City Commission to get appraisals, discuss new location for Boys & Girls Club property

Gary B. Gray • Nov 15, 2012 at 10:04 PM

Johnson City has a buyer lined up for the Boys & Girls Club of Johnson City/Washington County.

Just seconds before a vote to approve the consent agenda — an agenda that included a proposal from Johnson City’s Brumit Co. to buy the 6.3-acre lot — the City Commission deferred further discussion.

Commissioners voted to wait until updated appraisals are available on the city-owned site and a possible alternative location at the old Traco manufacturing property on Silverdale Drive.

“Based on the fact that this proposal has not been finalized to the point of discussion, we should wait until Dec. 6 (next scheduled meeting) to take this up,” said City Manager Pete Peterson. “Based on my meeting with the Boys and Girls Club — they’ve asked that we get an appraisal. Both the club and Brumit have agreed.”

The site at 2210 W. Market St. is in the path of the Lark Street Extension Project, which will connect roads to the other side of West Market Street. The city wants to facilitate infrastructure needed to develop the area and help open an economic door in and around 30 acres of city-owned land at the former National Guard Armory site.

The organization, which has called West Market home since 1969, has, since the Lark Street project’s inception, been considered a probable casualty. The same is true for the Washington County/Johnson City Animal Shelter, which already has found a new location and is in fundraising mode to build a new facility.

Robin Crumley, the club’s director, confirmed before Thursday’s meeting that she had talked with city officials Wednesday.

A deadline for proposals on the Boys & Girls Club property rolled by on Nov. 2. The city’s Request for Proposal mandates that the buyer locate and purchase an alternative site for the club’s continued operations. The Boys & Girls Club board of directors will determine whether the new site is suitable as a replacement, but the city will have the final say on whether the alternative site is equal to or better than the current facility.

Two, two-lane roads are planned. The first two-lane road will run through the now-rundown Optimist Park and across the current animal shelter property on Sells Avenue. Once the animal shelter is able to relocate to its new location, Guy Wilson plans to construct Clinical Management Concepts just off the new road. The owner of the coming 11,000-square-foot pharmaceutical distribution and compounding facility in Franklin Medical Park requested that a new access road be built from West Market to North State of Franklin Road via Lark Street to facilitate truck traffic as the facility comes online.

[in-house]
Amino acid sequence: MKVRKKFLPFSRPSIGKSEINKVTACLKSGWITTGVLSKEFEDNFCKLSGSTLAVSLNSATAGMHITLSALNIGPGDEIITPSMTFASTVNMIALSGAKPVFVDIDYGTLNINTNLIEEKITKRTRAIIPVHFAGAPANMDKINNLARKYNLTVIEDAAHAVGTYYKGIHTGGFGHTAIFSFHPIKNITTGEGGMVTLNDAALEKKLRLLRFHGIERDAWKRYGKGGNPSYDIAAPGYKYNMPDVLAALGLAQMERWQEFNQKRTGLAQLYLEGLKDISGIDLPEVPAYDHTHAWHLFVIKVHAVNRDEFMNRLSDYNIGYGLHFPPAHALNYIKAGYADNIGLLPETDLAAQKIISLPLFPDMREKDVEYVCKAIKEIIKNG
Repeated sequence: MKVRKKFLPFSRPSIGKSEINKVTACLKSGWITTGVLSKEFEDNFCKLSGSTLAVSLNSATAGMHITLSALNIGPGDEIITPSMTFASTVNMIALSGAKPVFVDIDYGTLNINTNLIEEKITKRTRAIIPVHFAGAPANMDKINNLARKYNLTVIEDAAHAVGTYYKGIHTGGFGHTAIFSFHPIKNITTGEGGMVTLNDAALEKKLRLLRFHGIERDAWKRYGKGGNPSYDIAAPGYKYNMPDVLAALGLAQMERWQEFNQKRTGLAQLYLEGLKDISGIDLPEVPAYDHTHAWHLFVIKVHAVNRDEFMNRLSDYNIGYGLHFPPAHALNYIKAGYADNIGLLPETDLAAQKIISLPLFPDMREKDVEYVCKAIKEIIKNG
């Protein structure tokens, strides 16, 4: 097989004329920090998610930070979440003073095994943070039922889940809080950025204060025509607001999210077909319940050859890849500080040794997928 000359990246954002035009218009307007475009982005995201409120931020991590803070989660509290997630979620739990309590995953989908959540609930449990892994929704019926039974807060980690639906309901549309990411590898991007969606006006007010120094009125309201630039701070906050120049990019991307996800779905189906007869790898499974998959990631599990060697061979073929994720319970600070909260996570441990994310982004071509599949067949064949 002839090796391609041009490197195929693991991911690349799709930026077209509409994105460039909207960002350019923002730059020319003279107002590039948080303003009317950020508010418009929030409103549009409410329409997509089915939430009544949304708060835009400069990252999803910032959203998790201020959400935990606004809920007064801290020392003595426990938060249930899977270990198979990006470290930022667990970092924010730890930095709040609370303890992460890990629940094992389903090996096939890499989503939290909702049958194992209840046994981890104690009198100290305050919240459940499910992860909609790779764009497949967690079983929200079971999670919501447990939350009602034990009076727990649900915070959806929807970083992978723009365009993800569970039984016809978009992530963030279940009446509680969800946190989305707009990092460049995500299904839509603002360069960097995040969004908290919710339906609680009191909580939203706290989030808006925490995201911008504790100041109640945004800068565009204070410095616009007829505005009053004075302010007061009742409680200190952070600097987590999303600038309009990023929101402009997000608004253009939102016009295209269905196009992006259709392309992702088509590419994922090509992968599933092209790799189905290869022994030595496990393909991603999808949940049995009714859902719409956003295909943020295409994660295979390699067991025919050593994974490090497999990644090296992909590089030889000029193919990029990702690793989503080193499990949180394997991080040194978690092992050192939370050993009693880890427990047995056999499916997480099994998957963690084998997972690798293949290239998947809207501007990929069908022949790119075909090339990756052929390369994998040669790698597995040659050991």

Wilson has said the company is set to begin production soon, bringing with it 76 jobs and an annual payroll of about $4.5 million. Expansion is expected, and the company has reported an additional 25 employees will be hired over the subsequent three years.

Both roads will be located on city-owned property. Right-of-way for the roads will be cut out of existing tracts to construct the complete build-out. This will include the addition of through lanes and turning lanes to both Lark Street and Optimist Street. The remaining property will be subdivided as needed to make viable tracts for development of commercial property.

TDOT will fund the grading, paving and drainage on the project. The city will fund the curb, gutter, sidewalk and trail. It also is paying for the environmental clearance and documentation required by TDOT.

Meanwhile, commissioners approved a request by Charlotte’s Monarch Ventures to build a 176-unit apartment complex where the empty Mullican Flooring building stands along University Parkway.

Commissioners passed a second reading of a request to rezone 11 acres of heavy industrial area (I-2) and the surrounding medium density residential area (R-3), to high density residential (R-6).

On Nov. 1, consideration of a concept plan for the site was deferred and the developer was asked to produce more specific details and clarifications for the project. Monarch Ventures representatives were on hand to present renderings answer questions, as was C.W. Parker with Ken Ross Architects.

Commissioners also unanimously passed the concept plan. A third reading is still needed to rezone the property.

Mullican Flooring announced late last year it was moving Johnson City operations and 130 employees to a new location in the former Superior Industries building on Woodlyn Road. The company’s president, Neil Poland, said at the time the building had about 180,000 square feet of usable space.

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